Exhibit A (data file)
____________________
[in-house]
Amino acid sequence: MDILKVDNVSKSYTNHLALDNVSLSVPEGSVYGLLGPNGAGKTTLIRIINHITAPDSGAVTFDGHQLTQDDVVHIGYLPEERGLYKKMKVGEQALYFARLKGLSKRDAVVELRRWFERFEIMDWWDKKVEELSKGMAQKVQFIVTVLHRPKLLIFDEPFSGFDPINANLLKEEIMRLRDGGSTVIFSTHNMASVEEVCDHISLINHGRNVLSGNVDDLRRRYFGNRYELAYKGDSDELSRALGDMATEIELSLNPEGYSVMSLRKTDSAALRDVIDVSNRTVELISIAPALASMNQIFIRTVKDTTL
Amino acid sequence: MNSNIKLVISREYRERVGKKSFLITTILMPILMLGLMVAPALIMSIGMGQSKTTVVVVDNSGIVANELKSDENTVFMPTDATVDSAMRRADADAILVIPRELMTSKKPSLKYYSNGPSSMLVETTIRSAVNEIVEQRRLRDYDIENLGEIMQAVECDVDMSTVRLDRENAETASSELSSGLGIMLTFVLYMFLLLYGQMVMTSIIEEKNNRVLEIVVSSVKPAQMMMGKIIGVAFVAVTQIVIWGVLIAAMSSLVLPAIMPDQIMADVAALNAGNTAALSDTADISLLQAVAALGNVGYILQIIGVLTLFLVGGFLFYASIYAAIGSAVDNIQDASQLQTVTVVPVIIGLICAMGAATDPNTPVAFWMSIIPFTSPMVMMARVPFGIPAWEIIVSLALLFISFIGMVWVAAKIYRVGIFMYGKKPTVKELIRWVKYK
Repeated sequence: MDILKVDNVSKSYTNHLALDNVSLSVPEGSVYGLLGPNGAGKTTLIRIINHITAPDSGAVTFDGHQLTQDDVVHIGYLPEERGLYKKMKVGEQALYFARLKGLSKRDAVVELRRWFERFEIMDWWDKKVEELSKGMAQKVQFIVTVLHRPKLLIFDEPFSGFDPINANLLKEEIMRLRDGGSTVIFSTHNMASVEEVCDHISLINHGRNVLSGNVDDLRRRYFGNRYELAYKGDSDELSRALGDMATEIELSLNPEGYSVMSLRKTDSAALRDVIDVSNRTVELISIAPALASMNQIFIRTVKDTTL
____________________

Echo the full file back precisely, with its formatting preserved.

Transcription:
[in-house]
Amino acid sequence: MDILKVDNVSKSYTNHLALDNVSLSVPEGSVYGLLGPNGAGKTTLIRIINHITAPDSGAVTFDGHQLTQDDVVHIGYLPEERGLYKKMKVGEQALYFARLKGLSKRDAVVELRRWFERFEIMDWWDKKVEELSKGMAQKVQFIVTVLHRPKLLIFDEPFSGFDPINANLLKEEIMRLRDGGSTVIFSTHNMASVEEVCDHISLINHGRNVLSGNVDDLRRRYFGNRYELAYKGDSDELSRALGDMATEIELSLNPEGYSVMSLRKTDSAALRDVIDVSNRTVELISIAPALASMNQIFIRTVKDTTL
Amino acid sequence: MNSNIKLVISREYRERVGKKSFLITTILMPILMLGLMVAPALIMSIGMGQSKTTVVVVDNSGIVANELKSDENTVFMPTDATVDSAMRRADADAILVIPRELMTSKKPSLKYYSNGPSSMLVETTIRSAVNEIVEQRRLRDYDIENLGEIMQAVECDVDMSTVRLDRENAETASSELSSGLGIMLTFVLYMFLLLYGQMVMTSIIEEKNNRVLEIVVSSVKPAQMMMGKIIGVAFVAVTQIVIWGVLIAAMSSLVLPAIMPDQIMADVAALNAGNTAALSDTADISLLQAVAALGNVGYILQIIGVLTLFLVGGFLFYASIYAAIGSAVDNIQDASQLQTVTVVPVIIGLICAMGAATDPNTPVAFWMSIIPFTSPMVMMARVPFGIPAWEIIVSLALLFISFIGMVWVAAKIYRVGIFMYGKKPTVKELIRWVKYK
Repeated sequence: MDILKVDNVSKSYTNHLALDNVSLSVPEGSVYGLLGPNGAGKTTLIRIINHITAPDSGAVTFDGHQLTQDDVVHIGYLPEERGLYKKMKVGEQALYFARLKGLSKRDAVVELRRWFERFEIMDWWDKKVEELSKGMAQKVQFIVTVLHRPKLLIFDEPFSGFDPINANLLKEEIMRLRDGGSTVIFSTHNMASVEEVCDHISLINHGRNVLSGNVDDLRRRYFGNRYELAYKGDSDELSRALGDMATEIELSLNPEGYSVMSLRKTDSAALRDVIDVSNRTVELISIAPALASMNQIFIRTVKDTTL